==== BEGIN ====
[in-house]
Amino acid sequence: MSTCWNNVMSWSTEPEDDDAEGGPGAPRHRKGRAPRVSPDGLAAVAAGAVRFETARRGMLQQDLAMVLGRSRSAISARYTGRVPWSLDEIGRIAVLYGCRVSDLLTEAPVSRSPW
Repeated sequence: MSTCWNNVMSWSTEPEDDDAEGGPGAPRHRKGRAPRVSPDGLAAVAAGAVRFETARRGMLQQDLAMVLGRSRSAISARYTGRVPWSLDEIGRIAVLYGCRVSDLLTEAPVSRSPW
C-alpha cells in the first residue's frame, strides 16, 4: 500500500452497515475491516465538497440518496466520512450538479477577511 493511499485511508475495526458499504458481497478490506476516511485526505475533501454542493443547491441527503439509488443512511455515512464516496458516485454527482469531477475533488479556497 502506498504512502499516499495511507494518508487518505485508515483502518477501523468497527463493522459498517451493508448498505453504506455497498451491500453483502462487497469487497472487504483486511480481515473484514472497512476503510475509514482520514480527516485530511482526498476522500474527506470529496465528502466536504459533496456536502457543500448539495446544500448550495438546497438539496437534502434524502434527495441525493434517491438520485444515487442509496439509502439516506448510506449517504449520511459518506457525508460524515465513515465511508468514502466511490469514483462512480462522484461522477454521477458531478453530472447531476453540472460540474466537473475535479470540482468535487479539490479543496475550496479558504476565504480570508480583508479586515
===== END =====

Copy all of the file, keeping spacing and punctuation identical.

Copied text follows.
[in-house]
Amino acid sequence: MSTCWNNVMSWSTEPEDDDAEGGPGAPRHRKGRAPRVSPDGLAAVAAGAVRFETARRGMLQQDLAMVLGRSRSAISARYTGRVPWSLDEIGRIAVLYGCRVSDLLTEAPVSRSPW
Repeated sequence: MSTCWNNVMSWSTEPEDDDAEGGPGAPRHRKGRAPRVSPDGLAAVAAGAVRFETARRGMLQQDLAMVLGRSRSAISARYTGRVPWSLDEIGRIAVLYGCRVSDLLTEAPVSRSPW
C-alpha cells in the first residue's frame, strides 16, 4: 500500500452497515475491516465538497440518496466520512450538479477577511 493511499485511508475495526458499504458481497478490506476516511485526505475533501454542493443547491441527503439509488443512511455515512464516496458516485454527482469531477475533488479556497 502506498504512502499516499495511507494518508487518505485508515483502518477501523468497527463493522459498517451493508448498505453504506455497498451491500453483502462487497469487497472487504483486511480481515473484514472497512476503510475509514482520514480527516485530511482526498476522500474527506470529496465528502466536504459533496456536502457543500448539495446544500448550495438546497438539496437534502434524502434527495441525493434517491438520485444515487442509496439509502439516506448510506449517504449520511459518506457525508460524515465513515465511508468514502466511490469514483462512480462522484461522477454521477458531478453530472447531476453540472460540474466537473475535479470540482468535487479539490479543496475550496479558504476565504480570508480583508479586515